Samba supports building a clustered SMB storage solution using the Gluster filesystem for several years now. While Samba and it’s cluster component CTDB are well established components for SMB clustering, the Gluster filesystem itself needed to adapt in various areas to provide all necessary features.

The talk will cover the lessons learned during the process of maturing the Samba and GlusterFS setup and explore the architecture of Samba and GlusterFS in general. Based on support experiences we want to point out the importance of sometimes overseen prerequisites in the area of networking and DNS. Driven by customer demands several important performance improvements have been made in the past months. Users of the glusterfs fuse filesystem now can use a new Samba VFS module that provides enhanced guarantees for accessing files within the cluster. It also implements a mechanism to circumvent expensive case folding pathname operations. The older Samba VFS module which consumes Gluster’s gfapi library now uses Samba’s threadpool implementation based on pthreads which lead to significant performance improvements. The presentation will conclude with an outlook for the ongoing work related to SMB3 features such as multichannel and transparent failover.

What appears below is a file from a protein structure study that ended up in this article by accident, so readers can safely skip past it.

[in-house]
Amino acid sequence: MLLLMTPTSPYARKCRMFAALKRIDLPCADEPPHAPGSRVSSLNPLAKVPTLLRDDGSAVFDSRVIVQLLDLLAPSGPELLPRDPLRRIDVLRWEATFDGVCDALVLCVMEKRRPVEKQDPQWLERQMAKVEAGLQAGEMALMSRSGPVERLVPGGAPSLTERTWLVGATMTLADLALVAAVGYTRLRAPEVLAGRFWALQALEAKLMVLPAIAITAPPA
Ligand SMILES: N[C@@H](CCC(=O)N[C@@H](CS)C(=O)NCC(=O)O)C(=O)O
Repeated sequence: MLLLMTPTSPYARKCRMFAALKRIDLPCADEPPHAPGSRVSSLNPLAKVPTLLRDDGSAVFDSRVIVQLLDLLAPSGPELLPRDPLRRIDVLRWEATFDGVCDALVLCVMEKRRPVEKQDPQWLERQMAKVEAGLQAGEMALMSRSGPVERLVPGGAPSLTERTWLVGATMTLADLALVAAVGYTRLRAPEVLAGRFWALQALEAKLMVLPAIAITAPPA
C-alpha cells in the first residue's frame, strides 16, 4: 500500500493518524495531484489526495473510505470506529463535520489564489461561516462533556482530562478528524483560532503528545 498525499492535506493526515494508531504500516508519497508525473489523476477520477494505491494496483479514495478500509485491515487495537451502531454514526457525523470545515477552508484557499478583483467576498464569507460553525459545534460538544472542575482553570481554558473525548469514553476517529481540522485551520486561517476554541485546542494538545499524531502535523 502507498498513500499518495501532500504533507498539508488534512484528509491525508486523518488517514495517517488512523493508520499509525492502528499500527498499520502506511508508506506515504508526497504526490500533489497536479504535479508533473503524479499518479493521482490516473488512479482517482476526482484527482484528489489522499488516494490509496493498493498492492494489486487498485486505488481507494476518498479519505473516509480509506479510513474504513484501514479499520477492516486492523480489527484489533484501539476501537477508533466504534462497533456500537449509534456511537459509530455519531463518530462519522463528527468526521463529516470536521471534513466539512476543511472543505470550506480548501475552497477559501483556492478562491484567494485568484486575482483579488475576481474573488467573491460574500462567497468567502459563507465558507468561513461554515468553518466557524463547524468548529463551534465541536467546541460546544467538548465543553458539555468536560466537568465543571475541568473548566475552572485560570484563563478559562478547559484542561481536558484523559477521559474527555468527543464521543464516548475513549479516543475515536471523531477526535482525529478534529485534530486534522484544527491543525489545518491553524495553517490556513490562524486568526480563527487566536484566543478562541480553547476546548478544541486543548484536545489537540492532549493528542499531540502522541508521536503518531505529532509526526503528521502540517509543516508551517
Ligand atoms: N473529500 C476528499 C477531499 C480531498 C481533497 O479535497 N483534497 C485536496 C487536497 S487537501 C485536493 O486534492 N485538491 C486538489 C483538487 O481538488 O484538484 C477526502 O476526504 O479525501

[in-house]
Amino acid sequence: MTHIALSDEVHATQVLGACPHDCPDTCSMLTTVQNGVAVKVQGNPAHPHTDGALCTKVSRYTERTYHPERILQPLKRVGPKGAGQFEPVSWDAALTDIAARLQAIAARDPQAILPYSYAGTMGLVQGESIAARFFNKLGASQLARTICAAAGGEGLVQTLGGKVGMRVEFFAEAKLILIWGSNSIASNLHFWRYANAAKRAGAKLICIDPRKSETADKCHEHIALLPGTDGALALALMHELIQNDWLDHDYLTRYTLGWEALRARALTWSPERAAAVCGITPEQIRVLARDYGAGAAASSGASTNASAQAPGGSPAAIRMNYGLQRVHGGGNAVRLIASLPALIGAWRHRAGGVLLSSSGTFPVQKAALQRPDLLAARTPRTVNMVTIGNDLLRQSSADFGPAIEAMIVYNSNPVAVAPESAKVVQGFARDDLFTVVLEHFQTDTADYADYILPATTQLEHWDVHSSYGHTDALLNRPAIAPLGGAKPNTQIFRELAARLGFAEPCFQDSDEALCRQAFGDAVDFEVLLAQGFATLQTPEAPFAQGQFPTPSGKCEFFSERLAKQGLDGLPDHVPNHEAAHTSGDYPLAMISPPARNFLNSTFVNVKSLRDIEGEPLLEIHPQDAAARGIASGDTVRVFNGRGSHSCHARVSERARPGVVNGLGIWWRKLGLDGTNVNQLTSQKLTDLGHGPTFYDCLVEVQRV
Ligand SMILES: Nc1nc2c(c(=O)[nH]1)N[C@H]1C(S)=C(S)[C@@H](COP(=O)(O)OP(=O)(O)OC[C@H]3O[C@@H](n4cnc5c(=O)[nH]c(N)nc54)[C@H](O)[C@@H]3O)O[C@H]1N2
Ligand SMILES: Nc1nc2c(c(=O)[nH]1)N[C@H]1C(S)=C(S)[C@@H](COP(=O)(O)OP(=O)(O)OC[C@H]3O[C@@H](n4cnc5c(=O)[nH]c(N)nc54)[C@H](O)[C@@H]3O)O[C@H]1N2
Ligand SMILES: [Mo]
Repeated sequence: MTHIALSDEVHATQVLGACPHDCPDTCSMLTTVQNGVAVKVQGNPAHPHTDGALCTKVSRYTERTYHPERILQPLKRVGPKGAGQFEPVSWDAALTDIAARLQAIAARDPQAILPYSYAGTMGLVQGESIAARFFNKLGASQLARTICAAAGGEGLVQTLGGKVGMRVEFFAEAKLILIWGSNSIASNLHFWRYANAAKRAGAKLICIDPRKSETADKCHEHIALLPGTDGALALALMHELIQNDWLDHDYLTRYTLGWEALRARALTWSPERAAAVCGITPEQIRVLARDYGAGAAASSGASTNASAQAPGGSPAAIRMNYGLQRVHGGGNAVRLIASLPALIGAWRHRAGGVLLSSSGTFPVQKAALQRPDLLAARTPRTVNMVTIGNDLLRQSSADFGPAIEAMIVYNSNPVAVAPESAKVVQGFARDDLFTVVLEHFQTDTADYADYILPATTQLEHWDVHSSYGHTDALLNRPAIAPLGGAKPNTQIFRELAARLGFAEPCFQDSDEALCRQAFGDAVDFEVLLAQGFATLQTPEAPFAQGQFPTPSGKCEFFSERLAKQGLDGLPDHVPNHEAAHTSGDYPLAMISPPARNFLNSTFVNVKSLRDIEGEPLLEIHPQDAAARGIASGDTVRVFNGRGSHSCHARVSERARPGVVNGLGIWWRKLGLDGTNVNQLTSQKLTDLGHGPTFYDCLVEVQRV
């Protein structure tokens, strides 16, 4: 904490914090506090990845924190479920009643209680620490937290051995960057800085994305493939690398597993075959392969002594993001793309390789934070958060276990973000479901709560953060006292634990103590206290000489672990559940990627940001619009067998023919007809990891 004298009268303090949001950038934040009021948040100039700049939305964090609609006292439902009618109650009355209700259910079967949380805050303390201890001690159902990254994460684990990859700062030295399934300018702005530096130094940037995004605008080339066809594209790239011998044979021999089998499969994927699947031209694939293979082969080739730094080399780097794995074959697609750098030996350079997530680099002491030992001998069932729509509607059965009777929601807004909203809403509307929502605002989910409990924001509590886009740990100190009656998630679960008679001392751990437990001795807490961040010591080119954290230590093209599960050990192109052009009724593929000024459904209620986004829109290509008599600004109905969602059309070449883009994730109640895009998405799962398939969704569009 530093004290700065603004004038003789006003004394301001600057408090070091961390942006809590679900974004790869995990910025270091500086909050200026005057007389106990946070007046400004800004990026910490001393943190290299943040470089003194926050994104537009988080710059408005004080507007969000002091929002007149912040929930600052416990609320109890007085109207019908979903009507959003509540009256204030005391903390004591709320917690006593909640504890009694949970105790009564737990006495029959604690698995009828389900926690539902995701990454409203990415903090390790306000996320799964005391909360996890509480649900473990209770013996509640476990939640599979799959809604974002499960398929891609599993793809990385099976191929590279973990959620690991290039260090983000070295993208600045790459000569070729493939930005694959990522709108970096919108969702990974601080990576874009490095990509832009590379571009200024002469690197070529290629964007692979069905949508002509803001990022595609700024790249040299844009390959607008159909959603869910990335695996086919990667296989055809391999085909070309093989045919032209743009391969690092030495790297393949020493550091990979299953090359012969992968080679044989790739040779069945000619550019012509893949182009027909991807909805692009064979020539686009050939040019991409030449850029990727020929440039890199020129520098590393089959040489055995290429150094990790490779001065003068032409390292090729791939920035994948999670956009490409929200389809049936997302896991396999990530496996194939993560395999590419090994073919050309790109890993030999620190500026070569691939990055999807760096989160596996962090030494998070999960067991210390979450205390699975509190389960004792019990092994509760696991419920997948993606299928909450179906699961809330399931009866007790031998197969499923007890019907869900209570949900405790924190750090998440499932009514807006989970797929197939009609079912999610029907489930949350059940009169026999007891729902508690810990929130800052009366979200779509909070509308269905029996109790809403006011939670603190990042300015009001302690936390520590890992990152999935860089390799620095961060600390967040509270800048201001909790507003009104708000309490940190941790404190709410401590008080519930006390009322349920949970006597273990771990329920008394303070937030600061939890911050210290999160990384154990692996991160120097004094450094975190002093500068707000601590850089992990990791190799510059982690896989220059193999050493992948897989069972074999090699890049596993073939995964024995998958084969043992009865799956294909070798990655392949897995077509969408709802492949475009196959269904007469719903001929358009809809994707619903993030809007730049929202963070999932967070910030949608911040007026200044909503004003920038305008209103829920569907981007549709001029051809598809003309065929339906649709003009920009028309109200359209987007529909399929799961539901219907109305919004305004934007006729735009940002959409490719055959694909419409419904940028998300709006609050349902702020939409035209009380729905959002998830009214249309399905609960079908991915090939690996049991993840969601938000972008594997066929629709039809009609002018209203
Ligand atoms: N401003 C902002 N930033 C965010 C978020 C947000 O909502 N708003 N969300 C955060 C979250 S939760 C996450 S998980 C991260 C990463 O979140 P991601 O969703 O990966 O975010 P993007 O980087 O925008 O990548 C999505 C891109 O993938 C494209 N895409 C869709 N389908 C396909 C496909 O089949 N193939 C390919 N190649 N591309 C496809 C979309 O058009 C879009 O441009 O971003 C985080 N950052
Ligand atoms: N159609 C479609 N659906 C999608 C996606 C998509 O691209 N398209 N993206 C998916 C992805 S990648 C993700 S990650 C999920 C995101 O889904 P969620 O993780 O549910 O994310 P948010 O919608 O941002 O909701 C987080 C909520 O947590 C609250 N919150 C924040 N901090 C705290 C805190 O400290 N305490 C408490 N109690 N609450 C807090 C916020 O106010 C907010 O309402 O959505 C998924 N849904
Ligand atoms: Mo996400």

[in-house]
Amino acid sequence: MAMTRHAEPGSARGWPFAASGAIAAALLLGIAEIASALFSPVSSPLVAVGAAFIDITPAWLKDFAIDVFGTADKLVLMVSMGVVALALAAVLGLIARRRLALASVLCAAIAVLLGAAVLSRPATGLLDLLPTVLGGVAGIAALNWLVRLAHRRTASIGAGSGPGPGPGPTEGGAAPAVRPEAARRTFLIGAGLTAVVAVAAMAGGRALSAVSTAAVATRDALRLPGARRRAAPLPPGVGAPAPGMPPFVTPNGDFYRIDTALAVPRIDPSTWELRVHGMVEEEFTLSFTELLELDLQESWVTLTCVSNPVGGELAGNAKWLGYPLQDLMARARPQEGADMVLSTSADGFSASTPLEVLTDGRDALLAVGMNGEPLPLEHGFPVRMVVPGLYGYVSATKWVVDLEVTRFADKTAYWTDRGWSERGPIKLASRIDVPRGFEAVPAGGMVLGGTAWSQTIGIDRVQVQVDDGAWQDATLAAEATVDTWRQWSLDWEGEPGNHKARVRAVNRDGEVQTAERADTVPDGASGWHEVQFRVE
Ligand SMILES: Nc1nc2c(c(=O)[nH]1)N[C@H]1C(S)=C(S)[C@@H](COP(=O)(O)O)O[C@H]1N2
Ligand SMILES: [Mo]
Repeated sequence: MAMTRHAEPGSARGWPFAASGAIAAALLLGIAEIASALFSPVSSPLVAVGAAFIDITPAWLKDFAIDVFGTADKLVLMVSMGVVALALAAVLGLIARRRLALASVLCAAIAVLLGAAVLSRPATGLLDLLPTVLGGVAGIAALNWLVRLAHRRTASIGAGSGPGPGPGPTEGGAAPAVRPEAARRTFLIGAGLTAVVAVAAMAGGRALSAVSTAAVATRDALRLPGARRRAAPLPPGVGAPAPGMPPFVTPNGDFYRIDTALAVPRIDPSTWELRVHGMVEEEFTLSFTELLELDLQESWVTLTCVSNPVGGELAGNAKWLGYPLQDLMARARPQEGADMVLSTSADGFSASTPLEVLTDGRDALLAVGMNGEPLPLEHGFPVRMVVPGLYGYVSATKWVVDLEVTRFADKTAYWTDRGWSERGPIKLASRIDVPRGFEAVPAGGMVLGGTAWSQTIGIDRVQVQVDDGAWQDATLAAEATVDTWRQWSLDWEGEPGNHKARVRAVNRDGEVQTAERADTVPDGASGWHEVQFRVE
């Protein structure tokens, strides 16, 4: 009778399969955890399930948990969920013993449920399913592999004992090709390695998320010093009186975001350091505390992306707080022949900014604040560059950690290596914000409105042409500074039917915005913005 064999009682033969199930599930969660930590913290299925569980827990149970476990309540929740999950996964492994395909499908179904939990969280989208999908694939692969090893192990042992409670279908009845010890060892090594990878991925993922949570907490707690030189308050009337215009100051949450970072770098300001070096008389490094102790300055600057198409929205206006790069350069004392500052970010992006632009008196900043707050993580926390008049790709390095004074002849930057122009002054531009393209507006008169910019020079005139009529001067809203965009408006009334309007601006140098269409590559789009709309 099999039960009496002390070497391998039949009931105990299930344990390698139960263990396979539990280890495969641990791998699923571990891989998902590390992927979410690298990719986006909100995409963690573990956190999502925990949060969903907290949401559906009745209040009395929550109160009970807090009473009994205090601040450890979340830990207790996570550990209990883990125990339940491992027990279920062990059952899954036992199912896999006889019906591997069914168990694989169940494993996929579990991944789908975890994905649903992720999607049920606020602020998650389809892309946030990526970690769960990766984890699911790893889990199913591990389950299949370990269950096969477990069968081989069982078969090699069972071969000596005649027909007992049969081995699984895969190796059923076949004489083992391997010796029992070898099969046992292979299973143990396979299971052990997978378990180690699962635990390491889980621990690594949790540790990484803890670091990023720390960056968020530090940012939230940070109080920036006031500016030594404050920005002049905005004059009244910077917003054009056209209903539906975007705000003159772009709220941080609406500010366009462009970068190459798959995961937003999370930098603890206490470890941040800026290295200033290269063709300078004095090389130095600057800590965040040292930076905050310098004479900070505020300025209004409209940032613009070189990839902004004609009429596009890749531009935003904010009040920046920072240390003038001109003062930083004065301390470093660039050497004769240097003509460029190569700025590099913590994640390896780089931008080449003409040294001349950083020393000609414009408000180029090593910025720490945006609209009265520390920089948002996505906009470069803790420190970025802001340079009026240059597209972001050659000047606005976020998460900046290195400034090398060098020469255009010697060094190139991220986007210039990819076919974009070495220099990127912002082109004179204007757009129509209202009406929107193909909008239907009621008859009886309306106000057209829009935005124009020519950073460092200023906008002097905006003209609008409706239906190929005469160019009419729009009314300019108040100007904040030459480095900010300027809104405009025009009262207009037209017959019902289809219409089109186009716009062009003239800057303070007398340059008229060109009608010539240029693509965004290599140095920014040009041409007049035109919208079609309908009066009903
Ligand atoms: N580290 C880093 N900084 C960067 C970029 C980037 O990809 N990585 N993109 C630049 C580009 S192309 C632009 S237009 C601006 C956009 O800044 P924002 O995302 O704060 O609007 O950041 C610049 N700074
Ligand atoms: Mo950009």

The way to modern Kerberos features

  • Using S4U2Self in winbindd
  • The limitations of existing kerberos libraries
  • The challenges of adding new features to kerberos libraries
  • Kerberos testing with plain python

Testing, testing, one, two, one, two...

Testing is an extremely important part of the software development process. Luckily, a lot of the testing work is automated today. Continuous integration (CI) is a buzzword. In Samba, we have come a long way from manually running tests (sometimes) to our own autobuild system enforcing a full run of the test-suite as a push-gate to running various tests in parallel in the gitlab ci system for each merge request.

While testing server client systems like Samba in an automated way is demanding already, testing a cluster is even more complicated and resource hungry. CTDB itself has been tested in isolation with local processes since the beginning, and recently a test-environment has been added to Samba’s selftest that helps test the samba+ctdb stack entirely with local process and socket wrapper. But an automated, periodic test of a samba and ctdb setup on top of a real clustered file system is still missing. One aspect why this is not so easy to implement is the fact that it would usually require a couple of virtual machines to set up such a test cluster.